Charlotte, NC, for example, has doubled it’s land area since 1980. San Antonio’s city limits cross through some completely vacant terrain that almost resembles desert. Although these two cities weren’t listed on that page, they demonstrate the point that comparing cities like this is like comparing apples to oranges.

    (Sorry to get all map-geek on you. I am a geographer by profession…)

  5. Portland seems really low. I suppose if you lived in SE Portland, you’d find houses in that price range but if you live in many of the other areas (places I’d actually want to live) the median house price seems pretty low.

    My best friend owns a bunch of real estate around Portland and based on all of his property, SE is definitely the cheapest. He’s making a killing buying land there and building low end houses.

  6. I think this ratio would be a bit more informational if, we also had the average appreciation gained by existing homeowners in another ratio. For instance, if a place in New York is now 450K, people in the area have owned their place for a certain amount of time with an average buy price of $250K, then they are not using 10.34 times their salary but 5.76.

    I think two ratios side by side would give a complete picture. Like (10.34/5.76). You could see the appreciation and the affordability of an area in one snapshot.

  7. I try not to look at the cheaper areas because it makes me sad 🙂 Don’t hurt your back with those wheelbarrows of money!

    Thanks for the info Dan. Do you think it skews the housing prices more or the income? I’m guessing more the housing prices?

    Most recent numbers for Portland are something like $270,000. Here are more numbers by neighborhood from a PDX RE blog. You’re right in that SE Portland is among the cheaper areas.

    Average – Median = Area

    $533,000 – $449,900 = Lake Oswego, West Linn
    $450,800 – $376,000 = West Portland
    $401,600 – $363,000 = Northwest Washington County
    $356,000 – $320,300 = Tigard, Tualatin, Sherwood, Wilsonville
    $353,800 – $307,500 = Milwaukie, Clackamas, Happy Valley
    $323,100 – $285,000 = Oregon City, Canby
    $303,000 – $265,000 = Northeast Portland
    $280,700 – $258,000 = Hillsboro, Forest Grove
    $278,400 – $251,000 = Beaverton, Aloha
    $265,600 – $234,000 = Southeast Portland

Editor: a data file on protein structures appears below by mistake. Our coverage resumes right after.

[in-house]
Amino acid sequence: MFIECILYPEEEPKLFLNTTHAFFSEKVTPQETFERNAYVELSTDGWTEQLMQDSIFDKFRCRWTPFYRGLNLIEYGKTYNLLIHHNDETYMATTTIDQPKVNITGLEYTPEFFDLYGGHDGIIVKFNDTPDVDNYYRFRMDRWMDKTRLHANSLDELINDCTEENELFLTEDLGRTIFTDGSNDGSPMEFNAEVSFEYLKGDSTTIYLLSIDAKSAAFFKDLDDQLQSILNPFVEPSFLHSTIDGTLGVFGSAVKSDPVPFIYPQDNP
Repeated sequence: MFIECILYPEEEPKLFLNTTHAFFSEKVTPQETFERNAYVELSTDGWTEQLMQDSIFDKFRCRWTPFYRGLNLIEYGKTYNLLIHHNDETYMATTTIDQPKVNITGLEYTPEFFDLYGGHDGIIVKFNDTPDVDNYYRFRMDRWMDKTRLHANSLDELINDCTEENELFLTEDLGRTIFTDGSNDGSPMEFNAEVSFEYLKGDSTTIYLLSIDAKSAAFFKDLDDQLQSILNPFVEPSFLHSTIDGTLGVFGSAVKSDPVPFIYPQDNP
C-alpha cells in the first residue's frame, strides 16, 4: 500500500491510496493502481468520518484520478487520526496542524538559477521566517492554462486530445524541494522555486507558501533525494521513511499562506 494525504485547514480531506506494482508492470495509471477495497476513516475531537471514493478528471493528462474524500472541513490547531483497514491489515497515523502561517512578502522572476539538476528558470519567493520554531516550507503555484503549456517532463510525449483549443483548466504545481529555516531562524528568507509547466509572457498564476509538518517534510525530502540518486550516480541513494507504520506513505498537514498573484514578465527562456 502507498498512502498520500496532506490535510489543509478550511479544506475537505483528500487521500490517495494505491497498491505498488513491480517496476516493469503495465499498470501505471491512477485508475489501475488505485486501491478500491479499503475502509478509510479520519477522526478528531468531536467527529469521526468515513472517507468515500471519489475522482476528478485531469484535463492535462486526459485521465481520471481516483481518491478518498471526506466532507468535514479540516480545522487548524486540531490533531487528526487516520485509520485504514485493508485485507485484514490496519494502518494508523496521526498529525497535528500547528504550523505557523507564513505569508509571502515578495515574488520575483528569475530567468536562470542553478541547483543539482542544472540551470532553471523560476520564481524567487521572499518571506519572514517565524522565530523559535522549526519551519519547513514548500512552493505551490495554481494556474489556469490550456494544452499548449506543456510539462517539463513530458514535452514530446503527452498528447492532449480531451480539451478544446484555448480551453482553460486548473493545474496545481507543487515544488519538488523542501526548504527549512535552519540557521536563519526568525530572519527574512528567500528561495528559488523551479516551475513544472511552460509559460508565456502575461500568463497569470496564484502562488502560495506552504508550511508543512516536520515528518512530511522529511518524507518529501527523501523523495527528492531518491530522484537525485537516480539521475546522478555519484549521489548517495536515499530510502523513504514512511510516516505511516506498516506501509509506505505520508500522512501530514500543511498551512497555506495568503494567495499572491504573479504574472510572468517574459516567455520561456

$263,500 – $247,000 = Gresham, Troutdale
    $244,600 – $234,900 = North Portland

  8. landlordhustlers says

    San Francisco!! Holy $&!?* …You really need to tip your garbage man, mailman, etc if you live in that city!!!

  9. Jonathan,

    Enjoy the blog very much – my wife and I are both 26 and seem to have a similar background as you (both engineers), and have both been diligent savers over the past few years. Much of our “strategy” is similar to what you advocate here.

    We live in Fort Worth, TX, where (according to the one site I found) the “average” housing price is $115,200 and median income is $43,271, which is a ratio of 2.66, much better than for Austin. However, we do have very high property taxes – approximately 3% per year, as does most of Tarrant County. So these taxes, no doubt, keep housing prices down. If they were only 2% or 1% like in most other parts of the country then you can bet that housing ratio would be closer to, or above, 3. Still, this is very cheap considering the prices elsewhere.

    Seeing as Bryan calculated his personal ratio (this is another Brian by the way), ours was about 1.00 at the time we bought it in 2003. We bought for $120k and we made about that much at the time; now we make $150k and I don’t think our house is worth much more, maybe 130k, so that’s less than 0.9. This makes saving almost too easy, like Bryan mentions with his “wheelbarrow of cash.” I highly recommend it! Why spend more on a house when you don’t have to, particularly when you are double-income-no-kids. My wife and I have a short-term goal to have a net worth of $500k before age 30, and live such that we are living off of *one* salary, hopefully as long as we can (i.e. until we decide to have kids). Right now we’re a little ahead of schedule at over $300k, so hopefully it keeps up. But, no matter what, spending so little on your housing relative to what you make gives you the freedom to do pretty much whatever you want, and makes saving very simple.